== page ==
Log in

No account? Create an account

Previous Entry | Next Entry

Speaking Of Props

Of all of the wonderful storytellers that I’ve seen, very few use props on a consistent basis.  When they do, the props are often used to catch the eye and create a suggestion in the mind of each audience member.

Corporate storytellers are a different breed.  Their props often consist of PowerPoint presentations…almost to the point that the images fail to leave any kind of an impression unless they are emotionally striking or completely unexpected.  In a corporate environment, we expect to see projected images.  When we don’t, we are called upon to pay extra attention until we become comfortable with the “new” presentation environment.

I’m not one of those who would lead a rallying cry against projected images.  I have seen them used to tremendous effect in corporate storytelling presentations.  A single picture can replace a thousand words.

My point today is not to think of projected images as the “default prop”…much as a flipchart used to be many years ago.  There are other props that can produce a more lasting impact.

Here are three strong ones that I remember:

I recall attending an icebreaker Toastmasters presentation about 20-years ago.  The presenter was Nicole Tolbert, and her story was a self-introduction.

She had a table set up next to her, and she told five anecdotes about different stages in her life.  As she began each stage, she displayed a pair of shoes on the table to illustrate the period.

I can vividly recall her comment, “Occasionally, I chose the wrong path and made a serious mistake.”  At that point, she displayed two ankle brace boots such as one would use with crutches.  Her presentation was both creative and very memorable…a great use of props.

The second storyteller was presentation instructor extraordinaire, Bob Pike.  His props were an empty glass and a pitcher of water on a table next to him.  The point he wanted to illustrate was that many trainers make the mistake of “pouring too much information” into their students without allowing time for it to be absorbed.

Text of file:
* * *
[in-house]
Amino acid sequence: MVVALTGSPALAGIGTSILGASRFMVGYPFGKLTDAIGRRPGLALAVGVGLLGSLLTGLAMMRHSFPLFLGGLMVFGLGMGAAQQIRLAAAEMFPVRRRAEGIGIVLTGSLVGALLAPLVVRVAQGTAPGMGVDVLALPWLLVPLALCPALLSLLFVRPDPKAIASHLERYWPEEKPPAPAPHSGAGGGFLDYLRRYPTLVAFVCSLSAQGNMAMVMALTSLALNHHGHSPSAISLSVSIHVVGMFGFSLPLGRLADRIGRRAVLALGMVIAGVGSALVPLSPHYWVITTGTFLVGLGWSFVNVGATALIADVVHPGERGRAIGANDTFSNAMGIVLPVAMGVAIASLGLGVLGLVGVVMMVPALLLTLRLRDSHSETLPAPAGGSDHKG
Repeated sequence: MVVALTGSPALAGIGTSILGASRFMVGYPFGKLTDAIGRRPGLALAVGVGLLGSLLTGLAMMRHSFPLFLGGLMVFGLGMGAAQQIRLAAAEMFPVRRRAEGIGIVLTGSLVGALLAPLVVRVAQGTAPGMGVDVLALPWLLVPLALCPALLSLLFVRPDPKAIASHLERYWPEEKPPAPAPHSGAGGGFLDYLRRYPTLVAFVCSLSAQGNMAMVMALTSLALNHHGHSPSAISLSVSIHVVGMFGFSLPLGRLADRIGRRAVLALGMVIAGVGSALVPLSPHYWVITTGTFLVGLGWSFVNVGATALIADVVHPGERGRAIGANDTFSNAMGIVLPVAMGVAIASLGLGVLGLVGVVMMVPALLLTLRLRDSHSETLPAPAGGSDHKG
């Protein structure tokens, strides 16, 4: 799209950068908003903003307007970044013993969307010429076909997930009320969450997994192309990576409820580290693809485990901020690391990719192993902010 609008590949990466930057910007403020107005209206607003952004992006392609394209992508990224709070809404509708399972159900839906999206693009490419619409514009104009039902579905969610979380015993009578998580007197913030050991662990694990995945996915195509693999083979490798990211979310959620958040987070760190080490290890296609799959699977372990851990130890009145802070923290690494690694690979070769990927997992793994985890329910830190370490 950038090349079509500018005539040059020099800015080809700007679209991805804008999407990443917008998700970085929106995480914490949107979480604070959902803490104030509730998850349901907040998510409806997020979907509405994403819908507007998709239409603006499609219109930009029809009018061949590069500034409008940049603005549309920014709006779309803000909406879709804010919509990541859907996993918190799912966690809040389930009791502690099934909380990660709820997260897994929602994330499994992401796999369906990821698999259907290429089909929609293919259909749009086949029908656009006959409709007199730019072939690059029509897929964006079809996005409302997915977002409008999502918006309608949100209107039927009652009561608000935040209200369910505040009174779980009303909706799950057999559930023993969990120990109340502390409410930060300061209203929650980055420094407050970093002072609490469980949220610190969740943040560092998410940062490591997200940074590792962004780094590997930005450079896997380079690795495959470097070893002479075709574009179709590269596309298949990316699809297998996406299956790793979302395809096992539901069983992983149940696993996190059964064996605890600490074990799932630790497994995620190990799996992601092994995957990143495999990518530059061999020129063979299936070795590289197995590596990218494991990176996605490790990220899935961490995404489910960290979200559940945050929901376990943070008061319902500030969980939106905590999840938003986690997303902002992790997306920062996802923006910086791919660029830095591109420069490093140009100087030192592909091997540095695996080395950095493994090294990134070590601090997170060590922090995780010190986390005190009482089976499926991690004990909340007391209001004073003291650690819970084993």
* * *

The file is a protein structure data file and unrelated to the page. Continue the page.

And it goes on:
He would pour water from the pitcher in continual splashes until the water overflowed and spilled onto the floor.  This was a great illustration that the mind of the learner could only hold so much information at one time.  It also made an impact because it was unexpected.  (Surely he was going to stop before the water spilled over the edge of the glass onto the floor!  …Ah, no, he did not!)

Once again, this use of props made quite an impression.  When I’m doing a presentation, I do more frequent breaks.  (Interestingly enough, audiences do not need as frequent breaks if they find a story to be intriguing.)

My final example is from Stephen R. Covey whose 7 HABITS OF HIGHLY EFFECTIVE PEOPLE influenced so many people all over the world.  If you ever had the opportunity to attend a live presentation conducted by Mr. Covey, you know already that he could tell memorable stories.  One of them used props.

He had a jar that contained many pebbles, and a number of larger rocks that he put on a table beside the jar.  A participant was called up to the stage from the audience and asked to put as many rocks as possible into the jar.  Each rock represented something that was important to the participant.

Very soon, it became apparent that not all of the rocks were going to fit into the container.  Something would need to be left out.

At this point, Mr. Covey would empty the jar of the pebbles…the “little things”…and then invite the participant to try again.  This time, all of the rocks fit inside because they were put in first, and there was even room for many of the pebbles to fill in the empty spaces.  The message, of course, was to begin with the important things first and the demonstration definitely created a lasting image.

In each of these examples, props enhanced the story.  They gave the audience a visual image to carry with them.  To this day, it is difficult for me to see an empty glass next to a full pitcher of water and not think, “Don’t overfill the glass.”

Are there moments in your corporate storytelling when a prop will add an extra “pop” to your message?  If so, how can you use it to the best effect?

Thanks for reading.